noise reduction processing works on a per pixel basis to maximize picture quality. The HC5500 performed well with a wide variety of source material including everything from 480p to 1080i.
The HC5500 has a zoom range of 1.2x with a vertical lens shift of 2.0 picture heights. Like the HC5000 and HC6000, the HC5500 is a breeze
to install with the motorized optic assembly. We
mounted the HC5500 using a Peerless Industries' PRG Precision
Gear Projector Mount, which helped us quickly align the image and
get the review done with little pain. The short
zoom range will require the projector to be fairly close to the screen. Our 100-inch Stewart FireHawk needed to have the projector placed between
10.5-feet and 12.7 feet. Mitsubishi has completely eliminated the horizontal lens shift on the HC5500. The vertical lens shift helps acheive near perfect geometry when the projector is placed just above the screen. The HC5500 also features up to ±15 degrees
of vertical digital keystone correction. Installers need to do their homework
before mounting the projector to avoid potential setup issues. Even with the projector mounted
directly over our heads, the
fan noise was extremely quiet in the Low output mode. The Standard power mode increased the fan noise slightly,
but was still quiet compared to most projectors we have reviewed. The motorized focus also helped
optimize the picture since we could look at the image up close while dialing
in the perfect picture.
connected only a single HDMI cable to our HC5500 review unit. All
video content was sent over an 25-meter Accell Corporation UltraRun
1.3 (25-meter) HDMI cable from our Denon AVR-5308CI A/V receiver. We didn't
bother testing out the analog interfaces since all of our video sources have HDMI including our HTPC (Home Theater PC).
We were able to set the HTPC to a native resolution of 1920x1080, which match the native resolution of the display. This gave us a huge 100-inch
monitor with excellent resolution to play games or surf the net.
color accuracy of the HC5500 was excellent with the primary and secondary
colors measuring near ideal. Our measurements were read from our 100"
Stewart FireHawk filmscreen using the GretagMacbeth Eye-One Pro Spectrophotometer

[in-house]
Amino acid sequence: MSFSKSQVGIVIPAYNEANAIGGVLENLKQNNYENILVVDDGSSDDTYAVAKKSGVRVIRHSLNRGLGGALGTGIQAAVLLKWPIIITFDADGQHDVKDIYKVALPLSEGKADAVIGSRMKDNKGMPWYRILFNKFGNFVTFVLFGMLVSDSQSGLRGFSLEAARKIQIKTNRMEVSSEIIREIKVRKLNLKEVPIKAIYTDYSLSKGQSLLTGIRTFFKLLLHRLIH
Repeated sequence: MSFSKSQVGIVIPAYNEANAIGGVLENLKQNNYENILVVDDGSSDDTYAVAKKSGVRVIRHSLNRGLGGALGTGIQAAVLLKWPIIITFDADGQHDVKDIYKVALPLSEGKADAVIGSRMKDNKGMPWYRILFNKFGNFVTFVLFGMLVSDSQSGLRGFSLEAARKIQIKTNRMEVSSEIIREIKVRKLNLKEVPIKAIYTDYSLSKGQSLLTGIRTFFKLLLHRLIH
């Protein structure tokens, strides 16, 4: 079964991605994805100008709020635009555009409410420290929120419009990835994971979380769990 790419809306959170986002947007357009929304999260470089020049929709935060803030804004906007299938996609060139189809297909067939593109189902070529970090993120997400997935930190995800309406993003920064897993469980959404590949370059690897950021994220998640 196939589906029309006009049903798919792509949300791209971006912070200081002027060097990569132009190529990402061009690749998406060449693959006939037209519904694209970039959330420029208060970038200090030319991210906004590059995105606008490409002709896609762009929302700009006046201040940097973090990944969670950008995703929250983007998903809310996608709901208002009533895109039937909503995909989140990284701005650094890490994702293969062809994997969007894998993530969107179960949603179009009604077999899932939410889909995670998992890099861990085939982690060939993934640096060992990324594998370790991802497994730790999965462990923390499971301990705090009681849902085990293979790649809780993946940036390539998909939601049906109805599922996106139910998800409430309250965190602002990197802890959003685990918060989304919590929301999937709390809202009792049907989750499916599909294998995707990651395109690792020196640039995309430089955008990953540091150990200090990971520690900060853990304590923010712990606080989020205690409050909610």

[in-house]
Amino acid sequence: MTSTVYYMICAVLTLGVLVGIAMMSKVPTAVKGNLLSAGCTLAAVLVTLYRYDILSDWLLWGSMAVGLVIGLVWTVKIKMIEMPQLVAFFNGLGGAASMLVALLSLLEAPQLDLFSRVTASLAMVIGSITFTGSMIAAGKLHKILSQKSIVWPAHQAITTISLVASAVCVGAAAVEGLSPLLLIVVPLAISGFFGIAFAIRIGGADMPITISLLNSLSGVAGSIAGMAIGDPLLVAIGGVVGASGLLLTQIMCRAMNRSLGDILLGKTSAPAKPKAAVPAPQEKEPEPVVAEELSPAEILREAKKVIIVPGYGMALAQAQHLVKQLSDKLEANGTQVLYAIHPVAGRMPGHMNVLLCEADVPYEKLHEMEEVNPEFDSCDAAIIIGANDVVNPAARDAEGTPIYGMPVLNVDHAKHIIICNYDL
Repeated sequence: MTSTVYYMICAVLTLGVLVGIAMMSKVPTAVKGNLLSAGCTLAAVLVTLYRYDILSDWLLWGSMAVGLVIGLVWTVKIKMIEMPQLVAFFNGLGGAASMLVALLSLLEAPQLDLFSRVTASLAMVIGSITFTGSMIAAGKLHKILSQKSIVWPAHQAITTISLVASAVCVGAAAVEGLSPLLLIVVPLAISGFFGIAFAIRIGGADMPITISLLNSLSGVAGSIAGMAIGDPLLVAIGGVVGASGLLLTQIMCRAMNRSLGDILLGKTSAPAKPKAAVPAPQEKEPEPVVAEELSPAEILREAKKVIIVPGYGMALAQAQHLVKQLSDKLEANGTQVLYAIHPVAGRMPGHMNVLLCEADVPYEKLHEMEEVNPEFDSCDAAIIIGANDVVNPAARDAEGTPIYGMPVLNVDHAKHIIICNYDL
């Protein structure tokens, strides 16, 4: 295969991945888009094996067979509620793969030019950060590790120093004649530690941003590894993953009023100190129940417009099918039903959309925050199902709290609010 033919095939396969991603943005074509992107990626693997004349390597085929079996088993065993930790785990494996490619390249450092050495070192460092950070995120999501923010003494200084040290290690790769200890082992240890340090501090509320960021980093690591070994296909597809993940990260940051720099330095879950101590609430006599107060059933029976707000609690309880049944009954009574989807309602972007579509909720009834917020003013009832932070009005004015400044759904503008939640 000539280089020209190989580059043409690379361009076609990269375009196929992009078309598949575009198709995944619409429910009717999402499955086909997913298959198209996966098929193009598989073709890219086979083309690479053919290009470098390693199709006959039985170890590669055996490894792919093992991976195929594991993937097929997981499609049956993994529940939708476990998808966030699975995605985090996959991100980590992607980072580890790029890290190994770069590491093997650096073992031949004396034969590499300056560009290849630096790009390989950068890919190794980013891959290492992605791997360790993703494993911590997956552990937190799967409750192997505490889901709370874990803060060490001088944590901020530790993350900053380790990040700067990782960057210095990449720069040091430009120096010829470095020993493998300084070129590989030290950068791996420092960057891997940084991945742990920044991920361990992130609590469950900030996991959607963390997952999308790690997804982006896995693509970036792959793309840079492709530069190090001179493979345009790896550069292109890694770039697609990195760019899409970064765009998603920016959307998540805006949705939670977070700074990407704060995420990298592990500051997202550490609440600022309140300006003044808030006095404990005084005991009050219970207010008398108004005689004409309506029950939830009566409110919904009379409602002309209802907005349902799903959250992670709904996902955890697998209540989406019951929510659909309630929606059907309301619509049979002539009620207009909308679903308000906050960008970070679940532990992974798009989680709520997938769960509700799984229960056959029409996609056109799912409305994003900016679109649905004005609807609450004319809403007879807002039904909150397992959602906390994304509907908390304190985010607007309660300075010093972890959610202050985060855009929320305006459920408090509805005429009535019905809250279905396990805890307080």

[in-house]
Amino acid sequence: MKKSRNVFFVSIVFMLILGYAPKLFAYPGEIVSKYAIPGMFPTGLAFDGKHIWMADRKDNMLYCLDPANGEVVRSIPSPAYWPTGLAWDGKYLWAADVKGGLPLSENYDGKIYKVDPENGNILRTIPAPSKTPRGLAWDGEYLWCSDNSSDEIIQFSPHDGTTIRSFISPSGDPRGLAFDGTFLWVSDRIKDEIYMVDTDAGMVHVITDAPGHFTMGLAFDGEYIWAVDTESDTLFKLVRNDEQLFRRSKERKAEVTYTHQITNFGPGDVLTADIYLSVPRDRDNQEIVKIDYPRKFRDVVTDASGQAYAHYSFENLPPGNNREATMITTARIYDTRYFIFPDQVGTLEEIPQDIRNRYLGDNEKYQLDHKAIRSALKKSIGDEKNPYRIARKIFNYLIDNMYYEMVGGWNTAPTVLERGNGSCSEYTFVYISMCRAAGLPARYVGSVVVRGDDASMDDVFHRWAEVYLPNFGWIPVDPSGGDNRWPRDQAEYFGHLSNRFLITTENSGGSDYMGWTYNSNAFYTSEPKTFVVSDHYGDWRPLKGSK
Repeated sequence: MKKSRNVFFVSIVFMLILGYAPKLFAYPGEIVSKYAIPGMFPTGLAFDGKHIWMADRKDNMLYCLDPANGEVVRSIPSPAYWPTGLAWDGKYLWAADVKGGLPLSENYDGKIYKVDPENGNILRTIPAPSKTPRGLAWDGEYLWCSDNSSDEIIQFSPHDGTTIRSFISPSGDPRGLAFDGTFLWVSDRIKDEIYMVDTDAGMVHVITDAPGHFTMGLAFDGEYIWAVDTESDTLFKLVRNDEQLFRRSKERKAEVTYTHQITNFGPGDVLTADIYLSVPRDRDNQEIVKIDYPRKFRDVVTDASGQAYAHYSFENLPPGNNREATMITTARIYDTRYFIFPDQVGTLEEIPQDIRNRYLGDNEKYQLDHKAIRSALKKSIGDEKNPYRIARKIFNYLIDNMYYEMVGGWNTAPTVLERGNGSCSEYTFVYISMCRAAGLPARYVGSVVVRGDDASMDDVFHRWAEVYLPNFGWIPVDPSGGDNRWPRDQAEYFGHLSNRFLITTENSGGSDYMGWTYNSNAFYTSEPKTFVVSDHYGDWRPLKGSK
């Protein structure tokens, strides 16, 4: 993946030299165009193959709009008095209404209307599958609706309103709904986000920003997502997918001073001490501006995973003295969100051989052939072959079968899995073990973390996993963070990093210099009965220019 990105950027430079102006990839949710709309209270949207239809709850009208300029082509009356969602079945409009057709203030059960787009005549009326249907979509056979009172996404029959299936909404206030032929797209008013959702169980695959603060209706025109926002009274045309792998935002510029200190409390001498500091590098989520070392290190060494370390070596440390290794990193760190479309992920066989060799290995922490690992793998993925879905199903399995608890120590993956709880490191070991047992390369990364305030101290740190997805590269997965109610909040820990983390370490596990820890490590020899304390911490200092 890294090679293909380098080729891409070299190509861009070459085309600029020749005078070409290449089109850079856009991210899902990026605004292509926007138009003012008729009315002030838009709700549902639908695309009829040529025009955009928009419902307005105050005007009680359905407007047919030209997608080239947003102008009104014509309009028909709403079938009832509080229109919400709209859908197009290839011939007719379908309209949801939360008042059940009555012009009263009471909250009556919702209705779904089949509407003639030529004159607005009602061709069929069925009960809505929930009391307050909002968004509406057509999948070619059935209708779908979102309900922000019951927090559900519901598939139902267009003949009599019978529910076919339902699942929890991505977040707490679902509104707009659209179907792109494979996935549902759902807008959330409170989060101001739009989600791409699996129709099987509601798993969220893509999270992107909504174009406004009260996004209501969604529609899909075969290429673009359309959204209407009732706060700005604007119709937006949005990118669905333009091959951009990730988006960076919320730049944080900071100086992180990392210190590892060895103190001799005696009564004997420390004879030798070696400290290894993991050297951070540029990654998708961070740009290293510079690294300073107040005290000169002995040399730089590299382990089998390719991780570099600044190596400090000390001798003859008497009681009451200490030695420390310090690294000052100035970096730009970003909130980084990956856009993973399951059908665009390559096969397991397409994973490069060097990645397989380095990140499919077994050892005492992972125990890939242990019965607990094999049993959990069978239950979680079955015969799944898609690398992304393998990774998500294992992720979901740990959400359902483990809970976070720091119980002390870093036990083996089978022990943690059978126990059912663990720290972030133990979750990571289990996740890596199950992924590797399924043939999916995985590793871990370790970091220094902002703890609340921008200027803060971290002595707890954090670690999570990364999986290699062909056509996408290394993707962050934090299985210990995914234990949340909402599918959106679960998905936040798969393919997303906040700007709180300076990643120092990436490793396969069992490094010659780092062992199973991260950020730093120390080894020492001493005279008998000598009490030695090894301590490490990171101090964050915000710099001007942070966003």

along with the Milori ColorFacts PRO software. The CIE chart shows where
the ideal primaries are located with the smaller three points joined by
the darker lines. The measured primary colors are indicated by the red,
green and blue markers connected together with the white triangle. Only
colors inside the triangle can be produced by the projector. Each primary
and secondary color measured very closely to the reference standard with
green slightly shifted towards yellow. This is somewhat common in many
of the projectors we have reviewed. Both red and blue were right on target
and the secondary colors were quite accurate as well. Obviously, the color
accuracy measured here had much to do with the excellent color performance
we experienced with this projector. Flesh tones took on a very natural
look and color saturation was excellent. Greens were lush and blues were
We calibrated the RGB input of the HC5500 since our VP300 only
supports analog outputs. The calibration works the same for each of the
inputs on the HC5500 with indepedent memory settings for each. We set the black level using
the PLUGE pattern and checked that the stair step levels did not crush
the blacks or whites. The Gamma was set to Cinema and the
Color Temperature was set to Medium when initial readings
were taken. According to the manual, the Medium setting gets us close to the ideal 6500°K.
We then set the Color Temperature to User and adjusted the
grayscale tracking using the RGB Contrast and Brightness controls. This
allowed us to dial in the best setting for both low and high IRE levels. We took